Photo of a trolley going down Cumberland

At the Lakehead, the experience was the same as in Kitchener: streetcars were totally abandoned, with the two city councils jointly developing a single interlocking trolley bus line. Residents were required to buy a second bus fare at the Loop beside the Exhibition Grounds as Port Arthur and Fort William remained separate cities at this time.  

In 1950, Can Car announced that diesel engines would become available on both its city and inter-city models. In Thunder Bay, by 1965, the mainline of the Fort William Transit system was a trolley bus route more than 5 miles in length running though the city and connecting with one of Port Arthur’s trolley routes at the intercity boundary. With the introduction of the diesel engines by Can Car in 1950, there were also four regular motor bus routes serving as feeders, and extra buses were operated to industries, schools, and other authorized destinations as required.

photo of a trolley

However, electrical technology had its drawbacks. In the Thunder Bay region, if a driver accidentally overshot a corner, the bus would jump the overhead tracks, the trolley system would disengage and the bus would lose power, causing a truck to be dispatched from the transit headquarters to push the bus back on the tracks. The poles that drew current from the overhead lines were sometimes referred to as “wigwags” while the buses ran through a limited service area on 500 volts of DC power that was provided through two overhead lines.

 The power was generated from the Walphoto of the Walsh St. hydro substationsh Street Hydro yard. It would take nearly all the power in a section of line to enable a bus to climb a hill while other buses waited below for their turn. In Thunder Bay, a central loop was introduced in 1955 and was located near the Canadian Lakehead Exhibition Grounds where buses would turn around to remain in their cities while passengers disembarked and transferred to continue their journey. During wet or icy conditions, the first bus out in the morning would be fitted with carbon shoes on the trolley connectors. This bus would travel the entire line systems and clean water and ice from the lines. The rest of the buses would then follow normal route.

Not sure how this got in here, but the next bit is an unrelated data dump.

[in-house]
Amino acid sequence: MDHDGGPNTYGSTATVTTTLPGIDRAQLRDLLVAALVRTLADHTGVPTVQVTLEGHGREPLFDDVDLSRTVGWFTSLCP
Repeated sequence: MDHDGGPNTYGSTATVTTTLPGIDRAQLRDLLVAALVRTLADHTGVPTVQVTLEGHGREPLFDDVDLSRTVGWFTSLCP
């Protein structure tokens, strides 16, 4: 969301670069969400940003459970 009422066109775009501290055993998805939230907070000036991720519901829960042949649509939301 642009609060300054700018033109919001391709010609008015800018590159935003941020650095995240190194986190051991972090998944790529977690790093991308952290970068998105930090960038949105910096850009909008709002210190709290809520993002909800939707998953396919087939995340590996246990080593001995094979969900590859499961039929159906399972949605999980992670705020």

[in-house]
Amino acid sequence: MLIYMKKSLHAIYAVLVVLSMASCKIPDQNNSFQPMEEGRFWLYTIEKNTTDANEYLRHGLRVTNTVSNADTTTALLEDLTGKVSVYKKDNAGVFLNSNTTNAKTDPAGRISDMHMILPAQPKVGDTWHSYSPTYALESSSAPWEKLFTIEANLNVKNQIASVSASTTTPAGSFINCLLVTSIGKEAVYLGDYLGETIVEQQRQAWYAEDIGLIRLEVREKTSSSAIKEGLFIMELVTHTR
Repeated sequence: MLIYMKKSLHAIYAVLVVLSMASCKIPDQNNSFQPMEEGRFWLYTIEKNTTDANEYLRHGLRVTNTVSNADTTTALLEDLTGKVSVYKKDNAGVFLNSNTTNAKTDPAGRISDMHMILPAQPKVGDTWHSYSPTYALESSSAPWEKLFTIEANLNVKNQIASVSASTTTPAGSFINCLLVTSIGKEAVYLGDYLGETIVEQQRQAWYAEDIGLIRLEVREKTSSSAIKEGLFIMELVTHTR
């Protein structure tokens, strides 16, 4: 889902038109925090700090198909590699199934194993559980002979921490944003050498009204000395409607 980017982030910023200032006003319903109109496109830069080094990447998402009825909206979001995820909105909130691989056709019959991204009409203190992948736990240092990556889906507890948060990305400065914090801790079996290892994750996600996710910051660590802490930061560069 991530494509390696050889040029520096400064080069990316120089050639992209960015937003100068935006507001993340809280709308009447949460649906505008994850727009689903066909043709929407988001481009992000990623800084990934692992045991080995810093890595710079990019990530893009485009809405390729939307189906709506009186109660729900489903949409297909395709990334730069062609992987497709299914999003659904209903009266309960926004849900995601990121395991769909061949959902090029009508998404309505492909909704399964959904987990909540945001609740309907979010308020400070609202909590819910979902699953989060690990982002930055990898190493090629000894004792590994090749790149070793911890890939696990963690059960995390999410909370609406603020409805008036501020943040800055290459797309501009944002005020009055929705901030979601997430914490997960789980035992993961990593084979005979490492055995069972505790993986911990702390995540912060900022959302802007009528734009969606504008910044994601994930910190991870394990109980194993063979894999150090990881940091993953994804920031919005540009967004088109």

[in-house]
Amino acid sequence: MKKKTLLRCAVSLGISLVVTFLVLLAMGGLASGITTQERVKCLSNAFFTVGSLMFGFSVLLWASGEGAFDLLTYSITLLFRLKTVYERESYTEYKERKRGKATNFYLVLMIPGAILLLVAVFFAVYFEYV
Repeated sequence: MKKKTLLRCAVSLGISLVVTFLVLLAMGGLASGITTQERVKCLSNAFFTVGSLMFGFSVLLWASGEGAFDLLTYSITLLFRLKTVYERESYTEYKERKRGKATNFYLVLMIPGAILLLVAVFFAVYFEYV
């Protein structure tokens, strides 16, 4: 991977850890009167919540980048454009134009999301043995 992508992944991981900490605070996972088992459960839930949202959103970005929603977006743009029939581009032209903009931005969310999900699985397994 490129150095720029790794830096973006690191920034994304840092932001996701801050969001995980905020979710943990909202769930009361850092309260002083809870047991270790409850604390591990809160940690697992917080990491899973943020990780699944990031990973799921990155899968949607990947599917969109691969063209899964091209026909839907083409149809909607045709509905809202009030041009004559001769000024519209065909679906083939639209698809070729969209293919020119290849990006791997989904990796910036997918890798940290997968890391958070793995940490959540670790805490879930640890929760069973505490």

Retired controller Jim Baker reminisces in a newspaper article: “Times were busy back then. Drivers would spend mornings using extra buses (motor coaches) to transport students, elevator, mill and plant workers to their schools and jobs. They would then pick up their regular shift through the afternoon and evening.”

photo of a trolley on route to industrial businessesDuring the trolley's run on Thunder Bay streets, the last of the wartime ‘Rosies’ in the workforce were finishing their shifts around the midnight hour. The controller who operated the old Can Car bus would meet these ladies every evening, and because this bus was on its last run of the day, he would venture off the scheduled route and drive each lady safely to their doorstep. “I had those girls riding on my bus,” he said. “They were riveters and painters and all on the verge of retirement. They actually built the bus I was driving them home in.”

 

Cities that have stuck with their trolley buses are glad of the decision; the electrical motors on these vehicles have few moving parts and last practically forever. Unfortunately, many cities, including the Lakehead, abandoned trolleys in the 1960s for the flexibility of gas and diesel buses. With amalgamation of Fort William and Port Arthur in 1970, diesel and gas-powered buses were on the horizon. By 1972, the last Brill trolley was retired.